- Created by: channyx
- Created on: 20-03-20 14:44
A rule of law that was based on public policy and which was an aspect of the principle of ex turpi causa precluded a person from recovering compensation either for losses suffered in consequence of his own criminal act or for damage that was the consequence of a sentence imposed on him for a criminal act. A claimant who had committed manslaughter as a result of psychological problems caused by the negligence of a third party was therefore precluded from recovering from that third party general damages and loss of earnings flowing from his crime.
The appellant train operator (T) appealed, and the respondent (G) cross-appealed against a decision that a rule of law prevented G from recovering general damages, but did not prevent him from recovering special damages for loss of earnings, in consequence of his own criminal act.
G had been a passenger on a train involved in the Ladbroke Grove rail crash. The train was operated by T and the accident had been caused by T's negligence. Although G sustained only minor injuries, the experience caused him to suffer PTSD. While he was receiving treatment and taking medication for that condition he stabbed to death a pedestrian who had stepped into the path of his car. He pleaded guilty to manslaughter on the grounds of diminished responsibility caused by PTSD and was sentenced to be detained in hospital. In an action for negligence against T he claimed general damages for his conviction, detention and feelings of guilt and remorse, and for damage to his reputation. He claimed special damages in respect of his loss of earnings until the date of trial and continuing, and he sought an indemnity against any claims which might be brought by dependants of his victim.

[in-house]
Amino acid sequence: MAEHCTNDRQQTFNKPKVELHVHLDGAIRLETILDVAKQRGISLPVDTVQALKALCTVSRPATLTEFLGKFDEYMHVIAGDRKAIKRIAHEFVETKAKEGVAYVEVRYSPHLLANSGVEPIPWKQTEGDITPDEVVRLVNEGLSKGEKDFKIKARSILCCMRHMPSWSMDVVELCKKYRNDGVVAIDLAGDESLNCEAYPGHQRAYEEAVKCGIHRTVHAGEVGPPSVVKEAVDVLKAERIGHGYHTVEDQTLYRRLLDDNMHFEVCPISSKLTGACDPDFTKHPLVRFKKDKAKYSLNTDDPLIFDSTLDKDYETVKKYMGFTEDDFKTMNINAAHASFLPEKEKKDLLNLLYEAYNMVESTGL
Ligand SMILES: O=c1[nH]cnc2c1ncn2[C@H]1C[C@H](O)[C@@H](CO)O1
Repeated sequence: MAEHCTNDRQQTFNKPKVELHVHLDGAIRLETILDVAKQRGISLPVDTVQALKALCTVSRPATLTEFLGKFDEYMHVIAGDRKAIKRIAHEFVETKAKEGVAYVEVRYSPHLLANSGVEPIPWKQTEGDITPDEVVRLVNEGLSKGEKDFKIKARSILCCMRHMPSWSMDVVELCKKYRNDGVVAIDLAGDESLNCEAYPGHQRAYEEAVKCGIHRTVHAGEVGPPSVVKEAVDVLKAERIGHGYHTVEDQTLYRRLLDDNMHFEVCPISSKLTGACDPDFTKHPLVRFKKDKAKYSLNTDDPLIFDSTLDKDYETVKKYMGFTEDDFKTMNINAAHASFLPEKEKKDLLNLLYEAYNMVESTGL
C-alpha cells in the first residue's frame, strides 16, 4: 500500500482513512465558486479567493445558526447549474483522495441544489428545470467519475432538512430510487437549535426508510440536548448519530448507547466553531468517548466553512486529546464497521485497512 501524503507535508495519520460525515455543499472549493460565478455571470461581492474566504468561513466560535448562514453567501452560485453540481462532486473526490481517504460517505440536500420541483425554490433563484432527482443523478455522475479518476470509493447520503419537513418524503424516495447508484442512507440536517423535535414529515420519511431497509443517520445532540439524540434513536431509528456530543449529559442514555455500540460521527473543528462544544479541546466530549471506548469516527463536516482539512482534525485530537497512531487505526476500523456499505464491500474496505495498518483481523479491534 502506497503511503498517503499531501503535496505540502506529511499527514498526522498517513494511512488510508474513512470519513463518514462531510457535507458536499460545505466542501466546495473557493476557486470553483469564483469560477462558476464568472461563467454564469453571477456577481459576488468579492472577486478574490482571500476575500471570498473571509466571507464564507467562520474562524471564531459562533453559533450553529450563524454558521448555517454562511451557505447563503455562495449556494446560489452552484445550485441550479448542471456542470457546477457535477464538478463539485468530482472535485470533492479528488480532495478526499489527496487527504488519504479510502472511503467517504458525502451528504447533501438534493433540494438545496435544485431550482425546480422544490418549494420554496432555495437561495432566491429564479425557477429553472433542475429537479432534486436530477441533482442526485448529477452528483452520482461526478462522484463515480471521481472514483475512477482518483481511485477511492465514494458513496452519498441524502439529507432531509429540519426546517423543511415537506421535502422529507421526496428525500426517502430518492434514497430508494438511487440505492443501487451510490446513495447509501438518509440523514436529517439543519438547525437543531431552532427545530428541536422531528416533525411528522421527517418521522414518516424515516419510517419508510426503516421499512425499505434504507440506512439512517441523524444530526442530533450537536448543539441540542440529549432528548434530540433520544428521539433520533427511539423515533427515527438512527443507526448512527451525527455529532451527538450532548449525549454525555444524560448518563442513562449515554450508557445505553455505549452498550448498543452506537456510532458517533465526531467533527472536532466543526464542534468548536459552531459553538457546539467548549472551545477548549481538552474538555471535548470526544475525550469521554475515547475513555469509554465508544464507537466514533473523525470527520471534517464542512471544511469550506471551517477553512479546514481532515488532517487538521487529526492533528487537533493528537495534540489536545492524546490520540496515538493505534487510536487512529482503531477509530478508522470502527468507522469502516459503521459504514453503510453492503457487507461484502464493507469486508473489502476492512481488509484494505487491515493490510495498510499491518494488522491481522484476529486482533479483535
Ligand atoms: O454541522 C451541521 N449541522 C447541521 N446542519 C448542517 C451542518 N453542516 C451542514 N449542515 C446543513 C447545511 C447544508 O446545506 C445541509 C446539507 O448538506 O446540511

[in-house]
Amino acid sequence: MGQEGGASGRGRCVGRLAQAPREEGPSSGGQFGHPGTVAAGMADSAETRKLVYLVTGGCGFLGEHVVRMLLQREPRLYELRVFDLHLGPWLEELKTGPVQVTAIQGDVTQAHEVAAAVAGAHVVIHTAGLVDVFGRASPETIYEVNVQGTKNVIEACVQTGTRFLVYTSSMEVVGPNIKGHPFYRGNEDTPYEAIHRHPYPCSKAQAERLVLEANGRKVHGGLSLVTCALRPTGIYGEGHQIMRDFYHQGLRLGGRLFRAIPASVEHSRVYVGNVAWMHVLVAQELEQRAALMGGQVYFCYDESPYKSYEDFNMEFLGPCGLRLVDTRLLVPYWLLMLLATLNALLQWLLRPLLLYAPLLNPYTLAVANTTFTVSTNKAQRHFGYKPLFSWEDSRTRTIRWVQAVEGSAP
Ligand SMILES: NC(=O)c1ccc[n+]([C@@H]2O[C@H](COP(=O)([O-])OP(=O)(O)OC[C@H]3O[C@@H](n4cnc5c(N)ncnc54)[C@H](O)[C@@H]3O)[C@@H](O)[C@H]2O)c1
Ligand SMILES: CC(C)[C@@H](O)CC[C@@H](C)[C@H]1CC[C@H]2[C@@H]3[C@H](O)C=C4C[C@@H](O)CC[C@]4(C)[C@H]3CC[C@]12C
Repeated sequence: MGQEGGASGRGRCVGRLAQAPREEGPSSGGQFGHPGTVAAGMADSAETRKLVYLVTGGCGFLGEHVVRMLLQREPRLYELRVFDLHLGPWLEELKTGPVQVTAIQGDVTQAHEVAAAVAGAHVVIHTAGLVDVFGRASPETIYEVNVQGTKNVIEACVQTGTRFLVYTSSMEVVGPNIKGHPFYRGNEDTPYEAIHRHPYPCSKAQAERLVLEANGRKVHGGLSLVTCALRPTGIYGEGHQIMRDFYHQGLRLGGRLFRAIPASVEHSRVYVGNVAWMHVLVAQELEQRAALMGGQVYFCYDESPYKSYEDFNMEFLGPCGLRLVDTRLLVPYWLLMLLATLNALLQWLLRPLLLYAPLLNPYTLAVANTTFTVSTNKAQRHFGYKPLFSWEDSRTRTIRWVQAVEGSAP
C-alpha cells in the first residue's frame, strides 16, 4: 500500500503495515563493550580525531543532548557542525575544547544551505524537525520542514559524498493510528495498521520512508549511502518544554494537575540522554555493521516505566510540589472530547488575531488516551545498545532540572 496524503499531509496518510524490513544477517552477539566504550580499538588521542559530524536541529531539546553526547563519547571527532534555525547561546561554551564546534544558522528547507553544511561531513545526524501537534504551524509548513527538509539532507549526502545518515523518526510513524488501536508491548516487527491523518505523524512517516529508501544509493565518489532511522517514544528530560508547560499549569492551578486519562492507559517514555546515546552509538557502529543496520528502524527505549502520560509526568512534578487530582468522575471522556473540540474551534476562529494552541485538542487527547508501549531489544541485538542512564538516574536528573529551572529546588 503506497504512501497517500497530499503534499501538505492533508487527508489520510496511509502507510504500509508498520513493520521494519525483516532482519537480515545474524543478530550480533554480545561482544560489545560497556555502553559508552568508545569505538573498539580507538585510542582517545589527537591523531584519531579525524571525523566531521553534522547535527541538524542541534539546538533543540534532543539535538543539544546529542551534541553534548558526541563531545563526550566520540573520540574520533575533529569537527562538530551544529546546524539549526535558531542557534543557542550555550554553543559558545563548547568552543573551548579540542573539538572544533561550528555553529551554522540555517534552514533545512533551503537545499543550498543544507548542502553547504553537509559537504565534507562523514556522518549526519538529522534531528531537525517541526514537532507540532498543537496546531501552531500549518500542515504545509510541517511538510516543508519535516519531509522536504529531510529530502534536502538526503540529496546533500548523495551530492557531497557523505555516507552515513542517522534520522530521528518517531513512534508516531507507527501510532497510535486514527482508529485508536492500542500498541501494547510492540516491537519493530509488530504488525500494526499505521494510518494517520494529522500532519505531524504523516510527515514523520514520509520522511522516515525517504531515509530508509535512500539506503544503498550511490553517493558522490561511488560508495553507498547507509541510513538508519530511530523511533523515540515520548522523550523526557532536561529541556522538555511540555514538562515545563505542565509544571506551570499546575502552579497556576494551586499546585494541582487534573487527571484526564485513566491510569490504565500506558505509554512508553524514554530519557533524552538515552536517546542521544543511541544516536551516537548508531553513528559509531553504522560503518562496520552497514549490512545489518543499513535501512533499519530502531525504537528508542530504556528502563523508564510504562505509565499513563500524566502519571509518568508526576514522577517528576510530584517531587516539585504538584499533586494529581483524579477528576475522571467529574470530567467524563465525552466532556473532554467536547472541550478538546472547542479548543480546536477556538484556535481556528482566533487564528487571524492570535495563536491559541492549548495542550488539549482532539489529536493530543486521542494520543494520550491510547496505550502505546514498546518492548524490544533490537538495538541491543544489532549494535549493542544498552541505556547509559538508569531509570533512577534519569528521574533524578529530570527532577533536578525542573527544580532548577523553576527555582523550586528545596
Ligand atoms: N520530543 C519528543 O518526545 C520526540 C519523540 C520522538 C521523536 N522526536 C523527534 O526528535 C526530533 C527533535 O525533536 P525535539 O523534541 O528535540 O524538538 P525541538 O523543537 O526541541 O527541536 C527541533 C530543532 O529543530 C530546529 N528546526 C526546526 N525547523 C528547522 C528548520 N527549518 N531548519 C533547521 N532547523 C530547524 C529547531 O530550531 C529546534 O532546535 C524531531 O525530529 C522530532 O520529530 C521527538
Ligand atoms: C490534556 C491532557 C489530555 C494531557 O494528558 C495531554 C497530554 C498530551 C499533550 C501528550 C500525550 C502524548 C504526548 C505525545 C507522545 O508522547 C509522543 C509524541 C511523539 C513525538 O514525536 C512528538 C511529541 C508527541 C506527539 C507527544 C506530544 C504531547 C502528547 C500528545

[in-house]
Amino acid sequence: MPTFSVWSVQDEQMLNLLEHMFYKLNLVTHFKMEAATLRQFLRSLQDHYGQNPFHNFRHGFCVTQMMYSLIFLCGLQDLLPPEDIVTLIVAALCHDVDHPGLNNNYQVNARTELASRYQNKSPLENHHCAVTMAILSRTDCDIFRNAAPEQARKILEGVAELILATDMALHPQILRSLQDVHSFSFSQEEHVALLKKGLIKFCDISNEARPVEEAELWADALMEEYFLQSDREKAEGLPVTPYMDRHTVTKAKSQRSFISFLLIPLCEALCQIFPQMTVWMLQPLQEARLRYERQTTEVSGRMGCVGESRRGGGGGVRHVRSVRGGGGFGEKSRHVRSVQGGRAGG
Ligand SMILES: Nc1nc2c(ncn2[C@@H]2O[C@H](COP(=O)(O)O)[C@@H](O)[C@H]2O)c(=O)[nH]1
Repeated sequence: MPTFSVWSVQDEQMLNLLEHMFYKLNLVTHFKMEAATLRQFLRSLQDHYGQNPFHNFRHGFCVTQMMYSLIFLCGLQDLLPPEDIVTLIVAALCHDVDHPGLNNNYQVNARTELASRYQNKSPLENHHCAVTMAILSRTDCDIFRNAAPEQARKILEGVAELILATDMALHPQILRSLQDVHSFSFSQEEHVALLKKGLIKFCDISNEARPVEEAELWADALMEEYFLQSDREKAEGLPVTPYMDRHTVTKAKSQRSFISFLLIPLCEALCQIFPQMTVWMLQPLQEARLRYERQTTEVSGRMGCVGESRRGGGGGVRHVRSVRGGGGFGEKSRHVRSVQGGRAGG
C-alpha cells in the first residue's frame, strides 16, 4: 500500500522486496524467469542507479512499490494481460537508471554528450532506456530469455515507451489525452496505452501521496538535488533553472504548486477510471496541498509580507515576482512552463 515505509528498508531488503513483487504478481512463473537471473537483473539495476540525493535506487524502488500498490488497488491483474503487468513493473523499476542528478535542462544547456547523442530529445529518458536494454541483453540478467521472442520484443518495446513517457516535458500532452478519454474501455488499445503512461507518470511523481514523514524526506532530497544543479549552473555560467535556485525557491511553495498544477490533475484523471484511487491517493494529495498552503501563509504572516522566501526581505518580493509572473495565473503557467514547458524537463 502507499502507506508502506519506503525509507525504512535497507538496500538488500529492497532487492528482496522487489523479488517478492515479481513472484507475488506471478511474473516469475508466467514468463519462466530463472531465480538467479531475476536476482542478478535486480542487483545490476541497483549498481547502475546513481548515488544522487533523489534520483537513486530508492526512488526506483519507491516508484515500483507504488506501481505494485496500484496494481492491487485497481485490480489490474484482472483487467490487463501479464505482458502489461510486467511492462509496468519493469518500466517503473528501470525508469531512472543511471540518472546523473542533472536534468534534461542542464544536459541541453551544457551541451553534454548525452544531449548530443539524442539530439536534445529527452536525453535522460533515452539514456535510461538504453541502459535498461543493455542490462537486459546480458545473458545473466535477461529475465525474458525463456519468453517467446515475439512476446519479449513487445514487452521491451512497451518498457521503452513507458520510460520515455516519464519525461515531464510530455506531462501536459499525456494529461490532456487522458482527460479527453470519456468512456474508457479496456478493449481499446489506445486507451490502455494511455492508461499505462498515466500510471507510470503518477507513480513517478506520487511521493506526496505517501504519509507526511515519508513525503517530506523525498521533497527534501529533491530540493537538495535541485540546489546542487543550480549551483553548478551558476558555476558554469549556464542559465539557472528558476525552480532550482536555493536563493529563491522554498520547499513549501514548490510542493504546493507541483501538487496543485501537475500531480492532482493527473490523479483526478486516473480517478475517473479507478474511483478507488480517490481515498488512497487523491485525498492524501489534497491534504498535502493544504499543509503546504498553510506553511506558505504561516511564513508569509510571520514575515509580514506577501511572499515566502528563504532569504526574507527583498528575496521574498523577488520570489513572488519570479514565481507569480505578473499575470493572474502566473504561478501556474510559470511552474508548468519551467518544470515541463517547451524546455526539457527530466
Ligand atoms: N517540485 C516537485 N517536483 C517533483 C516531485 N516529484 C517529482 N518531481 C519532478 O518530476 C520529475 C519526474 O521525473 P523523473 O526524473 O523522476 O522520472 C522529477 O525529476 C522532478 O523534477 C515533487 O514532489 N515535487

The trial judge decided that a rule of law based on public policy precluded a person from recovering, in consequence of his own criminal act, both general and special damages. The Court of Appeal held that it was bound by the decision in Clunis v Camden and Islington to find that recovery of general damages was precluded, while recovery of loss of earnings was not. The issue was whether the…